House mouse control.
Can you suggest an effective indoor mouse deterrent that won't endanger children or pets? What about "ultrasonic" devices?
Of all the rodents that can invade your home in winter, the house mouse is by far the most destructive: It can contaminate food, damage structures and spread disease. Don't waste your money on "ultrasonic" rodent repellents for house mouse control, however. "There are a lot of electronic gizmos you can buy, but no sound or electronic field will reliably repel rodents from a structure," says Robert Timm, center director and extension wildlife specialist at the University of California's Research & Extension Center in Hopland.
Luckily, the old-fashioned mousetrap (also known as the "snap trap") is a very effective way to control mice indoors, Timm says. While the prospect of removing a dead rodent from the trap may be unappealing, trapping works, and it lets you monitor your mouse control efforts. It also avoids the use of potentially hazardous chemical rodenticides and the decomposing-animal odor associated with using such products. Recent and pending legislation is aiming to make rodenticides less dangerous--but even when prepackaged in bait stations, these mouse poisons could be toxic to children and pets who ingest them, as well as to pets or wildlife that might eat the poisoned mice. Other kinds of rodent traps (such as glue, electrocution and live-capture traps) are available, but they have drawbacks. So, snap traps are your best bet.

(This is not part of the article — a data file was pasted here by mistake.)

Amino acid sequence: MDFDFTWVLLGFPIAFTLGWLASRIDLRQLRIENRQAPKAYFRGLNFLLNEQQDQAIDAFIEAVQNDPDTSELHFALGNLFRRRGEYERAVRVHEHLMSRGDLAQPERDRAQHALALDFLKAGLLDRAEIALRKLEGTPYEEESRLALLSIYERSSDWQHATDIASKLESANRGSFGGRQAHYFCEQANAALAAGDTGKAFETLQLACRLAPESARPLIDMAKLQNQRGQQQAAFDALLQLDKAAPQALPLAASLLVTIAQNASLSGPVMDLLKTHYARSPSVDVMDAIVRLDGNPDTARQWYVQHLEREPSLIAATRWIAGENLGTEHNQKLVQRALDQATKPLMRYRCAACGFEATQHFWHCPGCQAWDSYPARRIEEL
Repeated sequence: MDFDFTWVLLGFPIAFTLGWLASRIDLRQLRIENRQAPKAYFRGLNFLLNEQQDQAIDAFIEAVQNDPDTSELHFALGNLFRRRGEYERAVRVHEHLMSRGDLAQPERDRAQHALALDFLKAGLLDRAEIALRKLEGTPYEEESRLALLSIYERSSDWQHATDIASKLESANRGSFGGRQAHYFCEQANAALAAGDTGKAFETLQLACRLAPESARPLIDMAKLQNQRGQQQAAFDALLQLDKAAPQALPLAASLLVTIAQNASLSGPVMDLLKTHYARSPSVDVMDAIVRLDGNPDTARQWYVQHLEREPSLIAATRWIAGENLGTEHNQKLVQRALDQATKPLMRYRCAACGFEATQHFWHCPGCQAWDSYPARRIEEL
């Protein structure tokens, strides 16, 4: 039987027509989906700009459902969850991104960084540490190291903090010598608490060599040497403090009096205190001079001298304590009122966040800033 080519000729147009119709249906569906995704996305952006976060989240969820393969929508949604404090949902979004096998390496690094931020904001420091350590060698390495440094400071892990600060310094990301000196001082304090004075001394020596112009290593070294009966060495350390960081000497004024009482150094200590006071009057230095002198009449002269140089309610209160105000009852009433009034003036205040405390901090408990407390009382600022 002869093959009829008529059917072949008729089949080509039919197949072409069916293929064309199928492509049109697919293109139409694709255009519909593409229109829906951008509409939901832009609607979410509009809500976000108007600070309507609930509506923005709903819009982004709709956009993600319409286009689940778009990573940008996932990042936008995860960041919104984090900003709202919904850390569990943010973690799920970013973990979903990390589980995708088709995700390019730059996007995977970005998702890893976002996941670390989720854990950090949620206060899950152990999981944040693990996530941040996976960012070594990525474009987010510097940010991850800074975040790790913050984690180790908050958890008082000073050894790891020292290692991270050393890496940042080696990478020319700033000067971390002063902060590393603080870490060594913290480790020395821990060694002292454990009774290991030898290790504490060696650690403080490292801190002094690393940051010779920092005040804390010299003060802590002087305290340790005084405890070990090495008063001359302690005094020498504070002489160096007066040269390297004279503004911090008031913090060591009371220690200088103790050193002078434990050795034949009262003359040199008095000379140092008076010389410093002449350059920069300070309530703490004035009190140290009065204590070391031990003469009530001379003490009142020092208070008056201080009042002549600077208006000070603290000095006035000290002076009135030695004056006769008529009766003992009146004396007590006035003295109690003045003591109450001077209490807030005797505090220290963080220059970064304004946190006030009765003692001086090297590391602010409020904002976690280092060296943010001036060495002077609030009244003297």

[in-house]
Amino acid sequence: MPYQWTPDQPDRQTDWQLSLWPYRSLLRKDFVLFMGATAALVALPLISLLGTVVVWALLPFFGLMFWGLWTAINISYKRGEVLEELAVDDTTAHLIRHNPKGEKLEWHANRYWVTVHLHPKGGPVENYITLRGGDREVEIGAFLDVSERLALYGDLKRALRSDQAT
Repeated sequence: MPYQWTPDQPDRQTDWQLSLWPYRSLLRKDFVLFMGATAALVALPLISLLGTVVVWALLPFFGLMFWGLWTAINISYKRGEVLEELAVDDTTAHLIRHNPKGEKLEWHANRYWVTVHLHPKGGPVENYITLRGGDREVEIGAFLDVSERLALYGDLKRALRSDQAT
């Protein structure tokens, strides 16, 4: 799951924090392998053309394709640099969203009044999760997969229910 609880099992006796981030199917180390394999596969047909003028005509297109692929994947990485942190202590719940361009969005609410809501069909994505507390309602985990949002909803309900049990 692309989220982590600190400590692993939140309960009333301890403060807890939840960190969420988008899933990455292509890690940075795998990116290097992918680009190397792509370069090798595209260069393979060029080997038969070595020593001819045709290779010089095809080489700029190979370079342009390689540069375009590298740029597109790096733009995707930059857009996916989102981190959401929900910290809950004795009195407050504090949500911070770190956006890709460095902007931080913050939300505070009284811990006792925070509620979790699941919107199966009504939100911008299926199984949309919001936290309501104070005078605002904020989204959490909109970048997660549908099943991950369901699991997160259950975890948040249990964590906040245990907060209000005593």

Position snap traps no farther than 10 feet apart along walls where you have seen evidence of mouse activity, such as droppings, tracks or gnawed areas. "Mice travel along walls," Timm says. "Point the trigger at the wall. That way, the mouse will cross the trigger when it comes from either direction." Peanut butter is a good mouse bait, but according to Timm, some pest control operators don't use bait, because positioning the traps properly will work on its own.
Wear gloves whenever you remove a mouse or any droppings, and then clean the area with a disinfectant. Seal the dead mouse in a plastic bag and dispose of it with your trash.
Be sure to take steps to prevent new infestations: Secure all possible points of entry by closing any openings larger than a quarter-inch with metal or cement (mice can chew through foam insulation, plastic and wood). Filling openings with a stainless-steel scouring pad can be effective, too. Keep counters, cabinets and floors clean and free of food crumbs. A patrolling house cat can provide additional insurance against future mouse invasions.
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|Title Annotation:||Ask Our Experts|
|Publication:||Mother Earth News|
|Date:||Dec 1, 2013|
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